A Texas lawmaker has introduced a bill to allow liquor-based, ready-to-drink products to be sold in grocery stores.
State law currently only allows beer- and wine-based RTDs to be sold in grocery or convenience stores in the state.
The bill was filed by Rockwall Republican Rep. Justin Holland, who called it a “common-sense reform that will modernize Texas laws to provide fair treatment for spirits-based RTD cocktails.”
Holland and other supporters of the measure, including distillery interests in the state, say the alcohol content of liquor-based drinks is no higher than wine and beer RTDs, and in some cases, even lower.
Liquor-based RTDs in Texas can only be purchased at a package liquor store.
“In Texas, beer and wine-based RTDs can be sold in more than 30,000 locations, including grocery and convenience stores,” Holland said. “Meanwhile, spirits RTDs with the same or lower amounts of alcohol can only be sold in 3,200 locations. My bill closes this loophole, providing economic opportunity to tens of thousands of Texas businesses.”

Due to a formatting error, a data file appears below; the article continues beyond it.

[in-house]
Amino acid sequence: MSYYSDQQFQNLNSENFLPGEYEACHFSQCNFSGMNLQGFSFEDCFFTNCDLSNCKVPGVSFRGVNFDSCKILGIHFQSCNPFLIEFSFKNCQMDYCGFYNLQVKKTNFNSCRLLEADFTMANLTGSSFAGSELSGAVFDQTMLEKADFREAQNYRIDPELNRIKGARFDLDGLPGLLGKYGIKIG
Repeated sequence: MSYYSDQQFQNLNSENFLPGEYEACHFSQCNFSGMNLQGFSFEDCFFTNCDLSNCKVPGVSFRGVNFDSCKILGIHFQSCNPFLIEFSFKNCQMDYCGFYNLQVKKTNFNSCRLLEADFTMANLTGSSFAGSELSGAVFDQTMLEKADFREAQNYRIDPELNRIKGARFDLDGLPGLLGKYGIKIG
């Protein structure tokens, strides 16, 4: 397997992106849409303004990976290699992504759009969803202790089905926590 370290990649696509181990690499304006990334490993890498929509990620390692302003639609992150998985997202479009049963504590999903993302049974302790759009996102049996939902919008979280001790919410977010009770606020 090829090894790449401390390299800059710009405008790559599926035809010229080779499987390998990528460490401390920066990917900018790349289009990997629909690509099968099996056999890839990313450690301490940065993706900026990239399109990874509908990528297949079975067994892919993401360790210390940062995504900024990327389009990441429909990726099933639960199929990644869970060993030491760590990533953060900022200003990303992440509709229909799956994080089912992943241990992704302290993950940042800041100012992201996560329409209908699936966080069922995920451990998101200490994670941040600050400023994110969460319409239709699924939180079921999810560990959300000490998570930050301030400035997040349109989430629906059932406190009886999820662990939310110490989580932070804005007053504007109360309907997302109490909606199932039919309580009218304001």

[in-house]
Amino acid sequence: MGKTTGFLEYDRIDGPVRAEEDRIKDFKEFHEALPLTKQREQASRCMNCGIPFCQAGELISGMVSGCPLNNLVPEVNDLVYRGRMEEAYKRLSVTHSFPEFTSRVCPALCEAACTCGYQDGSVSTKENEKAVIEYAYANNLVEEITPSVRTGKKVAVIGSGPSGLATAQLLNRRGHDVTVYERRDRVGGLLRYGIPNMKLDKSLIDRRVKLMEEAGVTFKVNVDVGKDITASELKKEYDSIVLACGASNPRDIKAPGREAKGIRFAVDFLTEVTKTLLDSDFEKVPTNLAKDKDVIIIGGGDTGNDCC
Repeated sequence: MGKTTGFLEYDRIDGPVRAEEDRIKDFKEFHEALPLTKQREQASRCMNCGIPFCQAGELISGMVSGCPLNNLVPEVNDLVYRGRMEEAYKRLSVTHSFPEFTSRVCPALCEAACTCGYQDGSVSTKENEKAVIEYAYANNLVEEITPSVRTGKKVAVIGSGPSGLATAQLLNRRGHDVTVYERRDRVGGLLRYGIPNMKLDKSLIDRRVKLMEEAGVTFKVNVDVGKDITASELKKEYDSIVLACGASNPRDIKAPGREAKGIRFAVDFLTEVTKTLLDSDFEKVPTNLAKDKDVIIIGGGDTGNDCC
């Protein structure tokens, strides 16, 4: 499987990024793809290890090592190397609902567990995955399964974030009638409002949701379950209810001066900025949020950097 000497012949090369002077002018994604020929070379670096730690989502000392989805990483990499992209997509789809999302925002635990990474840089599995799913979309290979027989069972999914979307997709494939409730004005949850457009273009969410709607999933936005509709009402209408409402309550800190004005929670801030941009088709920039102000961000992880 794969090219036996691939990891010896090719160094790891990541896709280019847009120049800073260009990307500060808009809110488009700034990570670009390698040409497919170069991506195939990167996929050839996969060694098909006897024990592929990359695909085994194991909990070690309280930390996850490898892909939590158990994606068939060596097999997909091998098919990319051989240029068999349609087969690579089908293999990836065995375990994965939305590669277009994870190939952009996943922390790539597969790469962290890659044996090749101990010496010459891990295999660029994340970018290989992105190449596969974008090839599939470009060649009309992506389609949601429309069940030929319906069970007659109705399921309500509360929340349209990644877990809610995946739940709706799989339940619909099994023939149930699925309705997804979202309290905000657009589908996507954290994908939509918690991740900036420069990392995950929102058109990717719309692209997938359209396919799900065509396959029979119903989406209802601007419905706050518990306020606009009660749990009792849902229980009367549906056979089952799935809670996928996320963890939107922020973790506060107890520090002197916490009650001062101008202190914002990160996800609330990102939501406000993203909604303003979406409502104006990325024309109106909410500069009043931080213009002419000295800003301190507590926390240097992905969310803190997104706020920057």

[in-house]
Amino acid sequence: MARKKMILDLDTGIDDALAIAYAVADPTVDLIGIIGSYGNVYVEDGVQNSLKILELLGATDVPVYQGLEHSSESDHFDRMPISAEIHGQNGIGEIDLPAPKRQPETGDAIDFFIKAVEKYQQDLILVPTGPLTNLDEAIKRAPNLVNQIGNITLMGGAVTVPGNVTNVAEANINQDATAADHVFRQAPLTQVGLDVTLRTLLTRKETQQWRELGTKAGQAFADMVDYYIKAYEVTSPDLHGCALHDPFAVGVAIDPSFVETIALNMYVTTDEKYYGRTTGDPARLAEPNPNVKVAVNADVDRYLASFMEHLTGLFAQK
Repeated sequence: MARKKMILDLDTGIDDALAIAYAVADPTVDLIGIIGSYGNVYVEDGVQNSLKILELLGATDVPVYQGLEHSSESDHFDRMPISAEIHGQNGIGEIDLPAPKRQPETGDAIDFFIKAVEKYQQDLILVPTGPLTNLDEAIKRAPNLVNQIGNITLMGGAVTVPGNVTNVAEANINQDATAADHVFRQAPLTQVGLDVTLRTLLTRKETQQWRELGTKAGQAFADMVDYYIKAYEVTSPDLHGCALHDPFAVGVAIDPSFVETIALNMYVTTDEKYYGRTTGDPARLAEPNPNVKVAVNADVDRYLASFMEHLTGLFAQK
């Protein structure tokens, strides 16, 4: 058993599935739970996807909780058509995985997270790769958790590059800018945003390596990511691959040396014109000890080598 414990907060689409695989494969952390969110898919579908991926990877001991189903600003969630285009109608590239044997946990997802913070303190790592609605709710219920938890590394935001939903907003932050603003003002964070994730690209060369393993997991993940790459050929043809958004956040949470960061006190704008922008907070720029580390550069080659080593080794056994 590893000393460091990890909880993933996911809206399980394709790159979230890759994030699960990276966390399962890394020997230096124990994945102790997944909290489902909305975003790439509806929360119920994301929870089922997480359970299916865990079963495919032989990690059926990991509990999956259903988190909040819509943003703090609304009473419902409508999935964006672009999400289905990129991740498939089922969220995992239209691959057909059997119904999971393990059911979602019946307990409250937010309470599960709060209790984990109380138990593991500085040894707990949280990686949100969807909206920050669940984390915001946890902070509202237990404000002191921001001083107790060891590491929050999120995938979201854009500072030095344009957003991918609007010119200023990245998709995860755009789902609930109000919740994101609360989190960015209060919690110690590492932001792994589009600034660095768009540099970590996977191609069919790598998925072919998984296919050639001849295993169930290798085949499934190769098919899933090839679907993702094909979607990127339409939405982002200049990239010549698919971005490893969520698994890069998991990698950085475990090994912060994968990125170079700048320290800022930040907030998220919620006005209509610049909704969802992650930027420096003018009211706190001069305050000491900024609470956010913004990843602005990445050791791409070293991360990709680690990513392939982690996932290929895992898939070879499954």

The prospects of the bill are not known, but the push for the new rule is probably connected to the fact liquor-based RTDs are the fastest-growing segment of the distillery industry.
“As someone from Texas, I know how frustrating it can be to have to go from store to store simply to purchase my favorite canned cocktails when I can easily buy similar beer or wine products at grocery and convenience stores already,” said Chris Swonger, president and CEO of the Distilled Spirits Council of the United States.
The House bill, filed earlier this month, is HB2200.
To find a comprehensive list of bills filed — and the status of those bills — visit MyRGV.com and click the 88th Texas Legislative Session tab, which has an interactive spreadsheet and a comprehensive list of AIM Media Texas’ legislative coverage.